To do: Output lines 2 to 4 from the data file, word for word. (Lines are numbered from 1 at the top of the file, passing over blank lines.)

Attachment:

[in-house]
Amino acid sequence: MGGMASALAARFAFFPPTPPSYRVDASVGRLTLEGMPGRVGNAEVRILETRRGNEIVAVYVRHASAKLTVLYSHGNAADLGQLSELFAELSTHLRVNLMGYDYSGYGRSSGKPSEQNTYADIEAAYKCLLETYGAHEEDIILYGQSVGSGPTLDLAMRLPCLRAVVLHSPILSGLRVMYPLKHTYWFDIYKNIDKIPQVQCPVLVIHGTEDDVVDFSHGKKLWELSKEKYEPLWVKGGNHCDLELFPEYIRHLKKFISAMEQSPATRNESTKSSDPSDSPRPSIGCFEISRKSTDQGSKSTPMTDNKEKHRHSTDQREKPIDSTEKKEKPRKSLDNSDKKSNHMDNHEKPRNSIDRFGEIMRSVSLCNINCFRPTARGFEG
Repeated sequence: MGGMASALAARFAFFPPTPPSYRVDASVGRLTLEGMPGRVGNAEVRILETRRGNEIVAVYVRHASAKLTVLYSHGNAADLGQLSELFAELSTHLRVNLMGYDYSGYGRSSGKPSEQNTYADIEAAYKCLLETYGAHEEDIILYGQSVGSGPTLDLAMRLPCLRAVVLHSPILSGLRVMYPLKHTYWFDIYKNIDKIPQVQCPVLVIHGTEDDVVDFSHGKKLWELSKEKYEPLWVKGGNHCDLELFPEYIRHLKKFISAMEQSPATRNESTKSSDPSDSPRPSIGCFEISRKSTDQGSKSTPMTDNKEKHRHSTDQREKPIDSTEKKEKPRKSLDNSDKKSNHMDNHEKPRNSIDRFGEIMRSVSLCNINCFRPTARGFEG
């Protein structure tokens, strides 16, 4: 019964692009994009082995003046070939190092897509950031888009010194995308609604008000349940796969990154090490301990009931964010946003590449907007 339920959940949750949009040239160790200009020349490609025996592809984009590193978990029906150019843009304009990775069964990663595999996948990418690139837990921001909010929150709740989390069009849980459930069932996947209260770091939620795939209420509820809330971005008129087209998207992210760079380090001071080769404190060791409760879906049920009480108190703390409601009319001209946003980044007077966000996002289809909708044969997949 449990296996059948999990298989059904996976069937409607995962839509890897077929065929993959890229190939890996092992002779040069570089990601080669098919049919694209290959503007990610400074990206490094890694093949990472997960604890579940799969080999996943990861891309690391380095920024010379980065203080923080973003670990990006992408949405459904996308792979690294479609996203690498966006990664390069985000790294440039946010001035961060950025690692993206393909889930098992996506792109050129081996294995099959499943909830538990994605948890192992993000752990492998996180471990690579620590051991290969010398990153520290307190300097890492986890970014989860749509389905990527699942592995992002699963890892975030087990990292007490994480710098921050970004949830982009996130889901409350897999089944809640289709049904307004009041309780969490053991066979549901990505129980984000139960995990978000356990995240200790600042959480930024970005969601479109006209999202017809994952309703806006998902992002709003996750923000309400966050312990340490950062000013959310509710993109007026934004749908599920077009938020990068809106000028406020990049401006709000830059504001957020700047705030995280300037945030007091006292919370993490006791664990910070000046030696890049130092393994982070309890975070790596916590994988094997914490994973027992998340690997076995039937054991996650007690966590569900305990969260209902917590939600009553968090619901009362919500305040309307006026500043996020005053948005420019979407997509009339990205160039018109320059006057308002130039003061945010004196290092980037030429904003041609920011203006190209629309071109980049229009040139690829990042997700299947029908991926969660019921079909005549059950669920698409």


Amino acid sequence: MGGMASALAARFAFFPPTPPSYRVDASVGRLTLEGMPGRVGNAEVRILETRRGNEIVAVYVRHASAKLTVLYSHGNAADLGQLSELFAELSTHLRVNLMGYDYSGYGRSSGKPSEQNTYADIEAAYKCLLETYGAHEEDIILYGQSVGSGPTLDLAMRLPCLRAVVLHSPILSGLRVMYPLKHTYWFDIYKNIDKIPQVQCPVLVIHGTEDDVVDFSHGKKLWELSKEKYEPLWVKGGNHCDLELFPEYIRHLKKFISAMEQSPATRNESTKSSDPSDSPRPSIGCFEISRKSTDQGSKSTPMTDNKEKHRHSTDQREKPIDSTEKKEKPRKSLDNSDKKSNHMDNHEKPRNSIDRFGEIMRSVSLCNINCFRPTARGFEG
Repeated sequence: MGGMASALAARFAFFPPTPPSYRVDASVGRLTLEGMPGRVGNAEVRILETRRGNEIVAVYVRHASAKLTVLYSHGNAADLGQLSELFAELSTHLRVNLMGYDYSGYGRSSGKPSEQNTYADIEAAYKCLLETYGAHEEDIILYGQSVGSGPTLDLAMRLPCLRAVVLHSPILSGLRVMYPLKHTYWFDIYKNIDKIPQVQCPVLVIHGTEDDVVDFSHGKKLWELSKEKYEPLWVKGGNHCDLELFPEYIRHLKKFISAMEQSPATRNESTKSSDPSDSPRPSIGCFEISRKSTDQGSKSTPMTDNKEKHRHSTDQREKPIDSTEKKEKPRKSLDNSDKKSNHMDNHEKPRNSIDRFGEIMRSVSLCNINCFRPTARGFEG
């Protein structure tokens, strides 16, 4: 019964692009994009082995003046070939190092897509950031888009010194995308609604008000349940796969990154090490301990009931964010946003590449907007 339920959940949750949009040239160790200009020349490609025996592809984009590193978990029906150019843009304009990775069964990663595999996948990418690139837990921001909010929150709740989390069009849980459930069932996947209260770091939620795939209420509820809330971005008129087209998207992210760079380090001071080769404190060791409760879906049920009480108190703390409601009319001209946003980044007077966000996002289809909708044969997949 449990296996059948999990298989059904996976069937409607995962839509890897077929065929993959890229190939890996092992002779040069570089990601080669098919049919694209290959503007990610400074990206490094890694093949990472997960604890579940799969080999996943990861891309690391380095920024010379980065203080923080973003670990990006992408949405459904996308792979690294479609996203690498966006990664390069985000790294440039946010001035961060950025690692993206393909889930098992996506792109050129081996294995099959499943909830538990994605948890192992993000752990492998996180471990690579620590051991290969010398990153520290307190300097890492986890970014989860749509389905990527699942592995992002699963890892975030087990990292007490994480710098921050970004949830982009996130889901409350897999089944809640289709049904307004009041309780969490053991066979549901990505129980984000139960995990978000356990995240200790600042959480930024970005969601479109006209999202017809994952309703806006998902992002709003996750923000309400966050312990340490950062000013959310509710993109007026934004749908599920077009938020990068809106000028406020990049401006709000830059504001957020700047705030995280300037945030007091006292919370993490006791664990910070000046030696890049130092393994982070309890975070790596916590994988094997914490994973027992998340690997076995039937054991996650007690966590569900305990969260209902917590939600009553968090619901009362919500305040309307006026500043996020005053948005420019979407997509009339990205160039018109320059006057308002130039003061945010004196290092980037030429904003041609920011203006190209629309071109980049229009040139690829990042997700299947029908991926969660019921079909005549059950669920698409």